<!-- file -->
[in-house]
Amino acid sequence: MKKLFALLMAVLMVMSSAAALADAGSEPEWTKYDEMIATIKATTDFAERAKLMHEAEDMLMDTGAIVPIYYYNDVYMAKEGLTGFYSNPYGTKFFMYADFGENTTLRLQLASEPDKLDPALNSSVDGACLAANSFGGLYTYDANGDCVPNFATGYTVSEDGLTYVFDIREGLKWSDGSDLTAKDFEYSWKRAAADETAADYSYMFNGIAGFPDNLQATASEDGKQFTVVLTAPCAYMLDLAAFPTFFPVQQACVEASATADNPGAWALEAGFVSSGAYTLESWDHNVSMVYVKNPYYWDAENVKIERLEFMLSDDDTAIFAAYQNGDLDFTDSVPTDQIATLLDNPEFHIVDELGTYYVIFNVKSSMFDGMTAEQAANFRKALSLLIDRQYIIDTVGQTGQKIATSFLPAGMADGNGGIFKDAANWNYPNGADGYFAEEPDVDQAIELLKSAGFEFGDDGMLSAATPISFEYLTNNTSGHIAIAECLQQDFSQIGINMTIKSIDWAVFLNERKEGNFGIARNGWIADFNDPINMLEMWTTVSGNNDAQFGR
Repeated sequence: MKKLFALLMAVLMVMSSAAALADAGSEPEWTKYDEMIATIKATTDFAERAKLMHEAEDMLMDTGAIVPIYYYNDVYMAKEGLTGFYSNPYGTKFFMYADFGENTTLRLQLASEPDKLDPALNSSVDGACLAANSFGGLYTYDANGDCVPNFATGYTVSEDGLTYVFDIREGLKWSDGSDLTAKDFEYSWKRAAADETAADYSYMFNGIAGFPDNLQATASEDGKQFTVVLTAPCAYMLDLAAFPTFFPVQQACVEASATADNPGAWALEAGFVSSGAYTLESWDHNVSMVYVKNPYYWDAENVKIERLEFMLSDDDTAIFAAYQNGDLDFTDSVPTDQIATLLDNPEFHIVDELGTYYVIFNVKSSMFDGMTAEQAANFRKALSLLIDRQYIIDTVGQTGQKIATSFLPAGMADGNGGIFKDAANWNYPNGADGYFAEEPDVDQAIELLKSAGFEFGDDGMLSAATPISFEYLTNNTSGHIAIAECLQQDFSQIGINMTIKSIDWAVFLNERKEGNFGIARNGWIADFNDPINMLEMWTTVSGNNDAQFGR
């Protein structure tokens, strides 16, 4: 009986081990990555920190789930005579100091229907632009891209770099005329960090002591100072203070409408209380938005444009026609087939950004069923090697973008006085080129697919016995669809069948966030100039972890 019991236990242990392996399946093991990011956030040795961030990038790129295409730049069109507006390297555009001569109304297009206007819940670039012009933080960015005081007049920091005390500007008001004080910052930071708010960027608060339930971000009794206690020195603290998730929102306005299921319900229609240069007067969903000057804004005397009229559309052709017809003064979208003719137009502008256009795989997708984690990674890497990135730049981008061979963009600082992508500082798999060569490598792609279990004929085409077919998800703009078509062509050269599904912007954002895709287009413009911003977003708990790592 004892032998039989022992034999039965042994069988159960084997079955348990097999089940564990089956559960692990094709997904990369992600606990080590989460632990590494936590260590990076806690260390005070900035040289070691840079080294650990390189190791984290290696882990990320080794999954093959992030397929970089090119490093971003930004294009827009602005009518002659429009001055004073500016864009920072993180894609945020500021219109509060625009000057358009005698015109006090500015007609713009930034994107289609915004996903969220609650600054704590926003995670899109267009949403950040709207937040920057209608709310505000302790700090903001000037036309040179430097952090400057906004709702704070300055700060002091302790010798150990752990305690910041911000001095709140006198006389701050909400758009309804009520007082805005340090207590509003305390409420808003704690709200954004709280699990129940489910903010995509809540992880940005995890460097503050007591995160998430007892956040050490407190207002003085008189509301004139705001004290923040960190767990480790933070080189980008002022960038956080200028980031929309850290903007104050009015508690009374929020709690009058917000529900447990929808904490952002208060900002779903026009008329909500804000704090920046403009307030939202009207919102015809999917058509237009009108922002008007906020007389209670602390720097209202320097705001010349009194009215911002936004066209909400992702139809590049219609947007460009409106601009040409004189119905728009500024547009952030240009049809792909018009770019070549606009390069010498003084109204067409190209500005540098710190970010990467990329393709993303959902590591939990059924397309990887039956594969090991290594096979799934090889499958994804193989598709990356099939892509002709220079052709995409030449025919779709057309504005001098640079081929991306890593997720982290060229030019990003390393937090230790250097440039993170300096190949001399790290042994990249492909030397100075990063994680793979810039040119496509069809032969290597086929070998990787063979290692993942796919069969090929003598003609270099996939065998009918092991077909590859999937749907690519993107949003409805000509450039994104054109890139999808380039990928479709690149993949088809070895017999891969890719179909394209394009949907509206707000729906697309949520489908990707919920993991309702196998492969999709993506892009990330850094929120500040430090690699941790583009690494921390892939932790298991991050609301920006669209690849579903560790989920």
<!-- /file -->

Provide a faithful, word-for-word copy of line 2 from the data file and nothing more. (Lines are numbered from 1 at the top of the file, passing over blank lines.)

Amino acid sequence: MKKLFALLMAVLMVMSSAAALADAGSEPEWTKYDEMIATIKATTDFAERAKLMHEAEDMLMDTGAIVPIYYYNDVYMAKEGLTGFYSNPYGTKFFMYADFGENTTLRLQLASEPDKLDPALNSSVDGACLAANSFGGLYTYDANGDCVPNFATGYTVSEDGLTYVFDIREGLKWSDGSDLTAKDFEYSWKRAAADETAADYSYMFNGIAGFPDNLQATASEDGKQFTVVLTAPCAYMLDLAAFPTFFPVQQACVEASATADNPGAWALEAGFVSSGAYTLESWDHNVSMVYVKNPYYWDAENVKIERLEFMLSDDDTAIFAAYQNGDLDFTDSVPTDQIATLLDNPEFHIVDELGTYYVIFNVKSSMFDGMTAEQAANFRKALSLLIDRQYIIDTVGQTGQKIATSFLPAGMADGNGGIFKDAANWNYPNGADGYFAEEPDVDQAIELLKSAGFEFGDDGMLSAATPISFEYLTNNTSGHIAIAECLQQDFSQIGINMTIKSIDWAVFLNERKEGNFGIARNGWIADFNDPINMLEMWTTVSGNNDAQFGR